Obviously the interest — and I suppose genetic coding — for things electronic and mechanical came to John from his father’s passion for gadgets and research, although it should also be said that John describes his father as “having had very clear views of engineers”. John expressed this sentiment in a tone which, shall we say, assured me the view was not wholly respectful. As a young boy, John received a WWII tank radio from a family friend which he managed to get operational after putting together a power supply. A few years later, at the ripe old age of fifteen, he scrounged up twenty-five dollars to purchase a broken down 1946 AJS motorcycle which he rebuilt — and still owns today. The fact John still owns that motorcycle may be attributed to a certain romance of his past — or may be attributed to the fact, as he’s admitted to me, he’s something of a hoarder. Getting rid of items is not John’s strong suit.

The AJS 29 years later in 1995.
The 1946 AJS, a British manufacturered motorcycle, after John finished rebuilding it, at age 15, in 1966.

In 1969, he enrolled at the University of Toronto to study engineering. Most engineers I have known over the years always express the fact that first year engineering is brutally difficult and good marks are tough to come by. John was no exception and before he received his final marks in the spring he assured himself he’d failed. Distraught, he decided to get away for awhile. When you’re John Overall, getting away comes in a different form than hopping on a plane or hitchhiking to parts unknown. After getting his hands on some angle iron, he manufactured a makeshift carrier for the back of his 3 speed bicycle and headed east along Highway 2, pedalling one hundred miles a day for thirteen days straight until he reached Prince Edward Island. You ask: hotels or motels along the way? Ahh, no, John slept in fields near the highway every night in the Egyptian cotton tent that he’d strapped to that homemade carrier. With one exception: while riding through Montreal his bicycle embarked on an angry argument with an automobile and John was forced to stay with relatives while he repaired the bike’s bent forks — he, luckily, remained unbent.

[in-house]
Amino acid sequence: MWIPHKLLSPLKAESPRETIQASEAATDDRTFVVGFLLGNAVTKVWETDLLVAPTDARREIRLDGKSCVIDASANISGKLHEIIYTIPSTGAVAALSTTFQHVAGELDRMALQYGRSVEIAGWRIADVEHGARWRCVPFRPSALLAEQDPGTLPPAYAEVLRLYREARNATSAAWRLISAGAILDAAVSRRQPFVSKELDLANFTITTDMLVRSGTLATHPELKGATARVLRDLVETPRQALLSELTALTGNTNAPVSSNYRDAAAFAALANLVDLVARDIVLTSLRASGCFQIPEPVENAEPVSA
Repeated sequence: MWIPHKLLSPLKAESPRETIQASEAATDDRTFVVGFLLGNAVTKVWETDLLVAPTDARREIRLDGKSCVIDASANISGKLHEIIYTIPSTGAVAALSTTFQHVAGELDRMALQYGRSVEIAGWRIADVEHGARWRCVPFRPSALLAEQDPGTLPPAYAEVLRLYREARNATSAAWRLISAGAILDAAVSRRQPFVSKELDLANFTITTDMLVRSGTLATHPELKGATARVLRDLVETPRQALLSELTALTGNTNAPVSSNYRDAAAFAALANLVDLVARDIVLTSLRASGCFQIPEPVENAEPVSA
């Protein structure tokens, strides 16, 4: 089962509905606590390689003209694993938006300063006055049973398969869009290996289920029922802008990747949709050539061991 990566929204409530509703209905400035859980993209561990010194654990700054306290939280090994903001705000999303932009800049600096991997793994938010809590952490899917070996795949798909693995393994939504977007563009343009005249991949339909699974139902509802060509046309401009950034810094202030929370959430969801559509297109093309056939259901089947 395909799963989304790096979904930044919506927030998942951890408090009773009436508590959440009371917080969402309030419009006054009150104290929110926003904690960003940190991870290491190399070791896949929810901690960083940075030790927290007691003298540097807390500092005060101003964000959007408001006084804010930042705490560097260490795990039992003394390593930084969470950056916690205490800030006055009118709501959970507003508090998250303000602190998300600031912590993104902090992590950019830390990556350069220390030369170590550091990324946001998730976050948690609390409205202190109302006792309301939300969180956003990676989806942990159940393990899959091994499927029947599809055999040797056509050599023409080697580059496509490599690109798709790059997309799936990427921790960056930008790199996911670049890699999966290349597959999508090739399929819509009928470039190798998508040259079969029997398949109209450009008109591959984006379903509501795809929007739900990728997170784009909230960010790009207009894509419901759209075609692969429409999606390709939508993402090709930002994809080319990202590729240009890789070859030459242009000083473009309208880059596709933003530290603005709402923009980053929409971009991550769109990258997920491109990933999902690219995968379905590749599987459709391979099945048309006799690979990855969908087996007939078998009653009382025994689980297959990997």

Upon returning home, John learned the wonders of the Bell Curve: second year awaited him. He also had someone with whom he could bum a ride if he decided not to pedal his bike to campus on any given day — his mother. After John’s mother had completed high school, her father had forbidden her to attend university, so she ended up in administrative jobs, working in a doctor’s office as a medical secretary. Whether that robust time of second wave feminism at the end of the 60s inspired her or not I don’t know, John never said, but she enrolled at the University of Toronto as an adult student and after graduating with a general arts degree she began a new career in the U of T registrar’s office. Denied attending university as a young woman John’s mother ended up spending the remainder of her working life on campus. Now ninety-five years old, she lives at Bloor and Yonge, having moved downtown when her husband died in the 90s. “She always loved the activity of downtown,” John says. Her sister, John’s aunt, lives not far away, an artist in her own right who, he adds, never fails to remind him that she was friends with Doris McCarthy. In Scarborough, if you don’t know, there is the Doris McCarthy Trail, a near 10 km walking path named after the Toronto landscape artist whose teachers included Group of Seven’s Arthur Lismer, A. Y. Jackson, J.E.H MacDonald and Lawren Harris. Arts and hiking coming into John’s sphere through family.

I learned a number of these things about John, talking as we hiked a couple of trails near my home west of Toronto: Milton’s Crawford Lake and Hilton Falls. The maternal influence came into focus and helped me understand how John always seemed, when we worked together, one of the most well rounded engineers I’ve ever known. Technology research may have been his passion and life’s work, but he’s articulate and well-read about anything from art and literature to history and politics and economics. And I see no coincidence that Audrey, the woman he married, made her career with the University of Toronto Library Automation System and after the kids were older, the Toronto District School Board library system.